I play it every year on Nov. 5th and can never remember all the questions!!!
Have fun!

Anonymous said...

Cool, thank you for the wonderful post. Love learning about history and I definitely learned something new today! ~ Wendy

Jo said...

Hi Laura, I really enjoy your perspective on the UK. Being a Brit living abroad, I often get quite nostalgic for 'home'. Reading your blog is often like seeing it all through fresh eyes. I love bonfire night and have even considered timing a visit in with Nov 5th, shame it's just that bit too far before Christmas to justify it... (sad I know)
Jo :)

Celestial Charms said...

I would love to be present in the U.K. for this bonfire night. Sounds like fun, and I enjoyed ready all your details about it.

Emily said...

Ooooh, Laura, thanks for all the info! Deeeelightful! Now I will make the connection to Guy Fawkes whenever I read the nursery rhyme and the KJV. Fascinating! On another note, I will no longer pout now that the sun begins setting at 5:30, for I will think of my British friends with a 3:30 setting sun. That puts things into perspective!

sian said...

great post! I miss bonfire night (now living in Spain) and as for trying to explain the whole history to Spanish friends, in Spanish.....

Ola said...

Interesting tradition, I would love to see it myself someday!

Joyce said...

Fun tradition...love that a whole village congregates for this occasion : )

Tabiboo said...

I'm not too sure why us Brits love Bonfire night so much especially (as you mentioned) it gets us all up and out and even worse into the cold, but I do love it so.

It's a tradition that's stuck with me since I was a child and I'm sure years before me with my parents and grandparents and so on and it's a tradition I want my children to hold onto and love as much as I do - I'm sure they will. It's that one little piece of history that we do celebrate - I wonder why?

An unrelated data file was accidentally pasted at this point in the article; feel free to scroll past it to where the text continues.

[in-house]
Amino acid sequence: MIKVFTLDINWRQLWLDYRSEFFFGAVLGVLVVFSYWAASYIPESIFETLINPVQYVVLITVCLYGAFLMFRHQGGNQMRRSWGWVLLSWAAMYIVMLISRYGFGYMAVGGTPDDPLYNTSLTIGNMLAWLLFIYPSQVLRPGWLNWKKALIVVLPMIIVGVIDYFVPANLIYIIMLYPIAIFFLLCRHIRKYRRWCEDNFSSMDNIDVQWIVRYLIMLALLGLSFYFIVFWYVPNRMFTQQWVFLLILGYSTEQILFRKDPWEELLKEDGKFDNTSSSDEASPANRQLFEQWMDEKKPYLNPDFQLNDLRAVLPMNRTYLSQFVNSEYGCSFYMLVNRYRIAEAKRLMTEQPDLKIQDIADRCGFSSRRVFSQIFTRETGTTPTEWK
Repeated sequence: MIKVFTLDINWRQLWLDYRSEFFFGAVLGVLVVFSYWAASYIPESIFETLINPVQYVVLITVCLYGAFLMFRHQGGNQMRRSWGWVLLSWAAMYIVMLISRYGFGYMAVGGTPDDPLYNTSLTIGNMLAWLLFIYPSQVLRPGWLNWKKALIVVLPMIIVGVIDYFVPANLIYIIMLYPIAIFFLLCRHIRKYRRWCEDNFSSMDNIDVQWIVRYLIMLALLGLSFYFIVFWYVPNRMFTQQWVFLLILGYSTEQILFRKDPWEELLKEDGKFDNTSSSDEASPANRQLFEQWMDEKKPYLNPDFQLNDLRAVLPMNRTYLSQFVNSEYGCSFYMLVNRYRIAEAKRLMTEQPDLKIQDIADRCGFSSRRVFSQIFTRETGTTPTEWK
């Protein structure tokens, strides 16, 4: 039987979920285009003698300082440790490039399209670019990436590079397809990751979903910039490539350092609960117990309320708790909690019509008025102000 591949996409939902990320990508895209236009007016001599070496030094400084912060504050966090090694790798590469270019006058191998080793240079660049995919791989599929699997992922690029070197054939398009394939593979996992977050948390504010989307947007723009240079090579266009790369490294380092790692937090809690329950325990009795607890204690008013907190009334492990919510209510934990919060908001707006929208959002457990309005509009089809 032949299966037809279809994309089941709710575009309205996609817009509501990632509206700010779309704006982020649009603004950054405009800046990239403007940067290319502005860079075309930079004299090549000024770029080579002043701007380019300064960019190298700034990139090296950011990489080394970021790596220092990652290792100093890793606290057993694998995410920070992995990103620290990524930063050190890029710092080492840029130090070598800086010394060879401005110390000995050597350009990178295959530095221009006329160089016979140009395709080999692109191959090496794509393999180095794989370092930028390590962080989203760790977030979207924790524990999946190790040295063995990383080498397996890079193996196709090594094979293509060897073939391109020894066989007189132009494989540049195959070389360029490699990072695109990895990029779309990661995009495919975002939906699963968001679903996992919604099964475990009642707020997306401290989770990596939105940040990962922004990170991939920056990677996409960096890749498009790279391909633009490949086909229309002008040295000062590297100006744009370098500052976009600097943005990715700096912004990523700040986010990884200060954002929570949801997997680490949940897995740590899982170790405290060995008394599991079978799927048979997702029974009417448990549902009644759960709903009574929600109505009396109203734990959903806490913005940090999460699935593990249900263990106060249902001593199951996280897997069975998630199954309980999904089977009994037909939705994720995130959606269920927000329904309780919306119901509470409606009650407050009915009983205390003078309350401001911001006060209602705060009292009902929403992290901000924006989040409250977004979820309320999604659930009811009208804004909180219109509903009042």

Anyway - thank you for reminding me of all that I love about this tradition. It's really fascinating hearing about it through a newcomer to our shores.

Nina x

Sharon Parker said...

Thank you for such an interesting and informative post. Bonfire night sounds like a lovely tradition.

Denise at Forest Manor said...

Hi Laura,

This is such an interesting post. As much as I've read about England, I've never known very much about Guy Fawkes Day. Thanks for the info and great pics!

I gave you the Triple Cute Award for your blog. Please come visit my blog to read about it. :)



Jen@ADropintheBucket said...

Hi Laura! thanks for stopping by my blog, also happy to find a fellow expat, and one in the UK at that. We got to take part in Guy Fawkes festivities on Saturday night and it was great fun. I'm your newest follower. :-)

lizzybradbury said...

That is fascinating - I love bonfire night so much I just assumed everyone did it, I sort of forgot it's a British thing!

Nothing beats Baileys, Bonfires, Fireworks and Friends on November the 5th!

Lizzy x

Sallyford said...

Hi Laura, I wondered if your would be celebrating so I had to pop over and check! We actually had a celebration here in Florida this year since there is a huge British population here -we follow the sun. But I was so disappointed as it was largely a commercial venture. No Toffee Apple stands, no hot Soup, no Dunkin' for apples either, just a bunch of Brits trying to drum up some business. I'm sorry but only the Americans know how to throw a real party! =) I love the history of it too, did you deliberately leave out the gruesome bit about Guy Fawkes being Hung, Drawn, and Quartered and dragged through the streets.? yuk! xxxx hugs, Sally

Linda said...

It is a great evening - a defiance against the winter dark. I enjoy it much more than Hallow'een - it seems much more connected to the season of the year. Very considerate of Guy Fawkes to hatch his plot in the autumn.